CYPRUS - The Cypriot government has once again been forced to face its bleak pension reality with the International Monetary Fund declaring urgent reform was needed in addition to the steps taken to address aging-related expenditure pressures.
Just last Tuesday, the European Commission issued a report that revealed Cyprus’s pensions expenditure was set for the steepest rise of any member state over the next 43 years.
The projected 12.9% increase was “the largest in the EU-25 and will exhaust the reserves by 2040”.
The Cypriot government received another rap on the knuckles following an IMF staff report highlighting the need for pension reform.
The IMF staff recommended the adoption of an explicit medium term fiscal framework to deal with the issue of pensions.
The Cypriot authorities are in the process of formulating a two-staged strategy to meet the pensions challenge.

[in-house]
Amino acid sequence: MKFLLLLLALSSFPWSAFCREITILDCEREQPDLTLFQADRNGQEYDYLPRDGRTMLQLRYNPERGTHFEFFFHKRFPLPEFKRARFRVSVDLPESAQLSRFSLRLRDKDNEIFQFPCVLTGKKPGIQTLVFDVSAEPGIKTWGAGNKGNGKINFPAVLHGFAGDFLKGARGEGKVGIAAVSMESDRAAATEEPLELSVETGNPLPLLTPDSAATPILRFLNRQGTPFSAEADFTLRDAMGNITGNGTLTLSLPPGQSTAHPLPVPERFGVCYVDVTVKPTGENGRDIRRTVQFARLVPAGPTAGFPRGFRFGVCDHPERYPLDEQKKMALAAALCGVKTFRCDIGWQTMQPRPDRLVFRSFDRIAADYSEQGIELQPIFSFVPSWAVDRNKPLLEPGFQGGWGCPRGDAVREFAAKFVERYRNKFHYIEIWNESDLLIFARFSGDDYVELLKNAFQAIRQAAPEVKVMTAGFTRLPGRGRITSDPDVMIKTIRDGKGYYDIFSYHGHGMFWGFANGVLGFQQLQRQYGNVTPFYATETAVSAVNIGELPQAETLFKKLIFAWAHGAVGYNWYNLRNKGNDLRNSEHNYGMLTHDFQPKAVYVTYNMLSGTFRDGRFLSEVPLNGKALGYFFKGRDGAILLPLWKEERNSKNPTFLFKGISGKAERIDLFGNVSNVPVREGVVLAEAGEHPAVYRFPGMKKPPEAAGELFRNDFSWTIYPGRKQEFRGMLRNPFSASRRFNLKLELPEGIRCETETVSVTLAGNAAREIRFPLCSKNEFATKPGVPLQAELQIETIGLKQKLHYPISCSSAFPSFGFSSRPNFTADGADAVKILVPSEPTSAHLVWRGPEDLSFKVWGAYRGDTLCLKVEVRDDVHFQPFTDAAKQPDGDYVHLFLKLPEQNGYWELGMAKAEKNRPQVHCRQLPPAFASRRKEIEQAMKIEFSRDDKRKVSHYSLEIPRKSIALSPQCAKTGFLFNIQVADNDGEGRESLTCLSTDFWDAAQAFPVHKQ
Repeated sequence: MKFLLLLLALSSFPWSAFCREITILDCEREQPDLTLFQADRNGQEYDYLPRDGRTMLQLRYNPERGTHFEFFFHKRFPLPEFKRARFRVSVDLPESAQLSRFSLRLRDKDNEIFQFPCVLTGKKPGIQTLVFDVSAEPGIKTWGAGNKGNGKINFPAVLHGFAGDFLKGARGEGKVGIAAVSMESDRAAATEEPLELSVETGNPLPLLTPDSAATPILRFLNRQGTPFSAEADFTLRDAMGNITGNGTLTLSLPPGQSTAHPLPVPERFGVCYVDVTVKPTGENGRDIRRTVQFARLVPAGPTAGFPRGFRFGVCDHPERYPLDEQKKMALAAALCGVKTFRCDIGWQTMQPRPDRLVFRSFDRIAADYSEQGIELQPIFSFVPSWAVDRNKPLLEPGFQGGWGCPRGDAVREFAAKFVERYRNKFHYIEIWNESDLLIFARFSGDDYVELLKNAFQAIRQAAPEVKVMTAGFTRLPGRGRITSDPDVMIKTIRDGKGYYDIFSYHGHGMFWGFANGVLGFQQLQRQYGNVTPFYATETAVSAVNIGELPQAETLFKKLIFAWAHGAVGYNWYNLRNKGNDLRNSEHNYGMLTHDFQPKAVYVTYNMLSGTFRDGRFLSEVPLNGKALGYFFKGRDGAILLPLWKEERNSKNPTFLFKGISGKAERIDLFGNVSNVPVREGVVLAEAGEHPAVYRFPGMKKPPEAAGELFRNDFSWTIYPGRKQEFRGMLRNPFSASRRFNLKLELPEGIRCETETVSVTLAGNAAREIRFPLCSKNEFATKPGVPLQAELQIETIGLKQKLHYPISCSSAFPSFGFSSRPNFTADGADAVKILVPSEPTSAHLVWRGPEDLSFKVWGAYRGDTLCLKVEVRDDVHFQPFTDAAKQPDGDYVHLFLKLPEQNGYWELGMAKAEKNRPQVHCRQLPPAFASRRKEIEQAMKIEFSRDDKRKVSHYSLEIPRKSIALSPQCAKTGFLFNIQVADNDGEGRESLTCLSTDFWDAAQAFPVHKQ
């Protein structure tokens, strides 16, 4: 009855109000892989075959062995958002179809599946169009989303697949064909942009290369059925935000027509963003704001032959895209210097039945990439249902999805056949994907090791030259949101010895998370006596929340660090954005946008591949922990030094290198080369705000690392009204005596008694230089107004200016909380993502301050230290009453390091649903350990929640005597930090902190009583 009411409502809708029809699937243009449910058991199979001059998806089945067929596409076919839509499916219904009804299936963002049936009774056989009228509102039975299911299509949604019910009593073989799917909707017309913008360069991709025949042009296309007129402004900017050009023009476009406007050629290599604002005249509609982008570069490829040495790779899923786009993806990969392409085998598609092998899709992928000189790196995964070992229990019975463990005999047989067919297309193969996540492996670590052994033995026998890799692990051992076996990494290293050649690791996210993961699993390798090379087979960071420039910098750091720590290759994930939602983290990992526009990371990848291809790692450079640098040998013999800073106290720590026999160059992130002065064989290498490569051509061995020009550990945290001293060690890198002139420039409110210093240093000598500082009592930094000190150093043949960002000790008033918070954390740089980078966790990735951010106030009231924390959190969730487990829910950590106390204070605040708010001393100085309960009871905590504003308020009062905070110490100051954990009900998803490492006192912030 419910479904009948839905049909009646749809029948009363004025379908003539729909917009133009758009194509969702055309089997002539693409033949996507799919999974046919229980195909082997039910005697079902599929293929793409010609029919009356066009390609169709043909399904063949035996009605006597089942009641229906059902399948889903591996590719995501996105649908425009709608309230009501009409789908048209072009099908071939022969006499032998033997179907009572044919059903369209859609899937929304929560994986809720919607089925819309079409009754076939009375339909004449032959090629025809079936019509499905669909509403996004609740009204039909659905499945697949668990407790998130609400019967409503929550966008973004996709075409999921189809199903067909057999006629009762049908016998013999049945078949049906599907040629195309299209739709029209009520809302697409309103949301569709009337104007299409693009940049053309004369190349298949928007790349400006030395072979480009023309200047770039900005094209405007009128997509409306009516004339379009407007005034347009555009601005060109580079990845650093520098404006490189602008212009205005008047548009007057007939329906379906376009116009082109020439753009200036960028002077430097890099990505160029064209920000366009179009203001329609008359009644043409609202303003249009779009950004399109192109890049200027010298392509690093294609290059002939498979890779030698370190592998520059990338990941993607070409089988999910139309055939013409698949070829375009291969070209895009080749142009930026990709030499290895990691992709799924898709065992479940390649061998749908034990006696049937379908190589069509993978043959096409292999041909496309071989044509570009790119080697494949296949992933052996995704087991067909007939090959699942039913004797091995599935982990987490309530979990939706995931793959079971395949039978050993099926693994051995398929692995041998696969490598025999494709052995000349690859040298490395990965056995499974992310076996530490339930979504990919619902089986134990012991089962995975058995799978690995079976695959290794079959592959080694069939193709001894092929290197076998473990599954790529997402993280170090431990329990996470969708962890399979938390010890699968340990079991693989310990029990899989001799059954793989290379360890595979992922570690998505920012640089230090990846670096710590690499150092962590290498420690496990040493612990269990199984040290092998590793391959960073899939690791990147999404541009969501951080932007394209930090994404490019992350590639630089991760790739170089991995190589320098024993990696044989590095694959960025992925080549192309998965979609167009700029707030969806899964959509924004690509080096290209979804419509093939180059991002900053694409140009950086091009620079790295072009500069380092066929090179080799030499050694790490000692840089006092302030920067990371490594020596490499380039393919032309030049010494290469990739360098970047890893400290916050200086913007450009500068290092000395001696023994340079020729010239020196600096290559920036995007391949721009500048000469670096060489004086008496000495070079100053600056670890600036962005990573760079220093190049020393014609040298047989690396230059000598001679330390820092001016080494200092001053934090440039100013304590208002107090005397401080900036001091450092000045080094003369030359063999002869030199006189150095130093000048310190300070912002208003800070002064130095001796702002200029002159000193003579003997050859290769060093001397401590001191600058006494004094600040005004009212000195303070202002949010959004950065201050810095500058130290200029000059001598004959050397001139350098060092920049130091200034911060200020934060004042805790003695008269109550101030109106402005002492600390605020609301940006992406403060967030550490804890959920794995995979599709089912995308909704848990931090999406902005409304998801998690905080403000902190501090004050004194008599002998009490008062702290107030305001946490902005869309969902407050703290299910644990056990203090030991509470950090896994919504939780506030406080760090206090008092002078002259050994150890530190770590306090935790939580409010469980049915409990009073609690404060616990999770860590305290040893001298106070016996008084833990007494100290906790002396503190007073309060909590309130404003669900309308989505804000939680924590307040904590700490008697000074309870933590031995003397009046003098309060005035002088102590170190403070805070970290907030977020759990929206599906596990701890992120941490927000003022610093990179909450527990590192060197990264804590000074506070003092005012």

The first wave of reforms includes tightening pension eligibility requirements — including those for a pension at age 63 — increasing social security contributions, and reducing the supplementary pension relative to the basic pension.
The second wave would further increase contribution rates and introduce additional parametric reforms.
However, the IMF noted: “Given the magnitude of the challenge, there was no alternative to deeper reforms of the social security system.”
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